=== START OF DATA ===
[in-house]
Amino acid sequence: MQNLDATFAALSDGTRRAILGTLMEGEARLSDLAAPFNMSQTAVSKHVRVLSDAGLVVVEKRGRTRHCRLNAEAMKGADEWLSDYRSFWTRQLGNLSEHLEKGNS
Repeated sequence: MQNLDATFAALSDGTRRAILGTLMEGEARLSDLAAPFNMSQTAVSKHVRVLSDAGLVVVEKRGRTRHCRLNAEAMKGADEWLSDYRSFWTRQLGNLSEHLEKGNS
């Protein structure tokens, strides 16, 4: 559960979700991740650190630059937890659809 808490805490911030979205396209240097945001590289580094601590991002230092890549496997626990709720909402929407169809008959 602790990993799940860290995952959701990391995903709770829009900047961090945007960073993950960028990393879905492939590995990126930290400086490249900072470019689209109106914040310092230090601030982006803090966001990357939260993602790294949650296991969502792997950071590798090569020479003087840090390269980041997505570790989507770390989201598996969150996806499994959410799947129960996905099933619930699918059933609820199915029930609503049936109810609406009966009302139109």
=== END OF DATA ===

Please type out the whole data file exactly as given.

[in-house]
Amino acid sequence: MQNLDATFAALSDGTRRAILGTLMEGEARLSDLAAPFNMSQTAVSKHVRVLSDAGLVVVEKRGRTRHCRLNAEAMKGADEWLSDYRSFWTRQLGNLSEHLEKGNS
Repeated sequence: MQNLDATFAALSDGTRRAILGTLMEGEARLSDLAAPFNMSQTAVSKHVRVLSDAGLVVVEKRGRTRHCRLNAEAMKGADEWLSDYRSFWTRQLGNLSEHLEKGNS
């Protein structure tokens, strides 16, 4: 559960979700991740650190630059937890659809 808490805490911030979205396209240097945001590289580094601590991002230092890549496997626990709720909402929407169809008959 602790990993799940860290995952959701990391995903709770829009900047961090945007960073993950960028990393879905492939590995990126930290400086490249900072470019689209109106914040310092230090601030982006803090966001990357939260993602790294949650296991969502792997950071590798090569020479003087840090390269980041997505570790989507770390989201598996969150996806499994959410799947129960996905099933619930699918059933609820199915029930609503049936109810609406009966009302139109």